Thai cooks normally use a lot of garlic, chilies, onions, and lemon grass to flavor their food. In fact, so much Thai food is superbly flavored without being smothered in sauce. Even so, it also has a few of the same dietary traps as Chinese food: plenty of fat and calories are put into savory sauces and mixed dishes.
Start on the right foot here by ordering sensible appetizers. Chicken satay, which is typically grilled white meat on a skewer, is a great start, and so are light broth soups like vegetable wonton and torn yum kai, a spicy soup withvegetables. However, don't mistake it for torn kha kai, which has coconut milk and added calories. Thai restaurants generally offer salads, which are also a good choice; still, go easy on the dressing, which is usually made from peanuts.
Noodle dishes—especially Pad Thai—are a big draw. It is highly recommended that if you're going to order one, share it and keep your portion small. Opt for lean forms of protein if you feel the need to have a tortilla, ask for corninstead of flour—it will be lower in calories and a bit higher in fiber. Examples are white-meat chicken without the skin, fish, shrimp, or scallops, as well as mixed veggie dishes. It's would be good for you to pass on the curries—it's hard to tell just how much fat is in them—and stick with dishes stir-fried with lighter sauces or just garlic and chilies.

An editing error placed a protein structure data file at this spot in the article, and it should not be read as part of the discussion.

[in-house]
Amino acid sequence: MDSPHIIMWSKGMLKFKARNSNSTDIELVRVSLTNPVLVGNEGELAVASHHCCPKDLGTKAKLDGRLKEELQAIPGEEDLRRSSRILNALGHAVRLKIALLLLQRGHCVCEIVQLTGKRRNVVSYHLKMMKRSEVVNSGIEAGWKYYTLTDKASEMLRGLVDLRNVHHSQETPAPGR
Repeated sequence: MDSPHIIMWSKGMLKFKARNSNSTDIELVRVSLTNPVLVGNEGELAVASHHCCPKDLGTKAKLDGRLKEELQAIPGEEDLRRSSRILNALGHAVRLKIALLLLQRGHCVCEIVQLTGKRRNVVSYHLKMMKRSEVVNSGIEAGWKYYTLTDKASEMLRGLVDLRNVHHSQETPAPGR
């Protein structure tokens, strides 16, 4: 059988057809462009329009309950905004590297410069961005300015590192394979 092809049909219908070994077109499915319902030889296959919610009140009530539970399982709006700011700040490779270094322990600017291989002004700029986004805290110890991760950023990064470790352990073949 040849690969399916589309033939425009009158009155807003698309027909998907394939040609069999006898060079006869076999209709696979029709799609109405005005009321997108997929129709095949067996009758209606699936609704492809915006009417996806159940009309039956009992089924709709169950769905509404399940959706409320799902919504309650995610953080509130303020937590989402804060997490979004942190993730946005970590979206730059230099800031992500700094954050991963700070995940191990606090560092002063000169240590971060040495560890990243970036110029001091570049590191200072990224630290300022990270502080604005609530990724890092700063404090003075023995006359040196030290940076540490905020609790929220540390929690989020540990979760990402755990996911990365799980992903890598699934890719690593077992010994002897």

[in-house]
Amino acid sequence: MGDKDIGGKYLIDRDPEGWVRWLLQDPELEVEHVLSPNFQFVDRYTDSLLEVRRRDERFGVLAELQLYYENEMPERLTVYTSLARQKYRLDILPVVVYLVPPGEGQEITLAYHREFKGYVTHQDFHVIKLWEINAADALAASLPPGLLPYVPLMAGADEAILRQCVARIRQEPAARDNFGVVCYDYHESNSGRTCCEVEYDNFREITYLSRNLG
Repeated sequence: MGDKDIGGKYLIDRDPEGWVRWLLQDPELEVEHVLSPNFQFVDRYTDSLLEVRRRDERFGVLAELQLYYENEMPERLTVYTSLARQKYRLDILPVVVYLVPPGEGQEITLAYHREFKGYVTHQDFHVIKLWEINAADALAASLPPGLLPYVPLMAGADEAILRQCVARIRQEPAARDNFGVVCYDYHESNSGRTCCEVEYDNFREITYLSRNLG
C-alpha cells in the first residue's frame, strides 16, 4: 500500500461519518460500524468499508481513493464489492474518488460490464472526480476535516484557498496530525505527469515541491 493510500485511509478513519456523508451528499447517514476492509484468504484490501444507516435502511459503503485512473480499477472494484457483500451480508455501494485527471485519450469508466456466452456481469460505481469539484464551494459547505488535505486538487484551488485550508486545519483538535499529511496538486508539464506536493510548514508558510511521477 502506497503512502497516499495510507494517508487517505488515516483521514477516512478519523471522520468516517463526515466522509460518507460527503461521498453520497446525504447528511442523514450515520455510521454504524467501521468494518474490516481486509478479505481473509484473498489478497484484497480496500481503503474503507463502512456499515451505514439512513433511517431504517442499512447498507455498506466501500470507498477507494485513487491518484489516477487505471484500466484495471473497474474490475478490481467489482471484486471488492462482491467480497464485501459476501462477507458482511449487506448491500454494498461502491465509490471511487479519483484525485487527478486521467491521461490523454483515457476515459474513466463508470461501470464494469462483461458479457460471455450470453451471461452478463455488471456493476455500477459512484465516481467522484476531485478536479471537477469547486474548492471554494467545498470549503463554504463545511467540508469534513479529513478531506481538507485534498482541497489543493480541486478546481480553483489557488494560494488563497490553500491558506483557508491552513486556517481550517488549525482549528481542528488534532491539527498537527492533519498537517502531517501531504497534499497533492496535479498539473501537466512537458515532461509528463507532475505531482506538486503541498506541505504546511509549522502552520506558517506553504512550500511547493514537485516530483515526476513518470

Ask your waiter what the lightest dishes are, then follow his or her advice.
Check out my other posts on healthy dining in different international restaurants:
© 2012 Athena Goodlight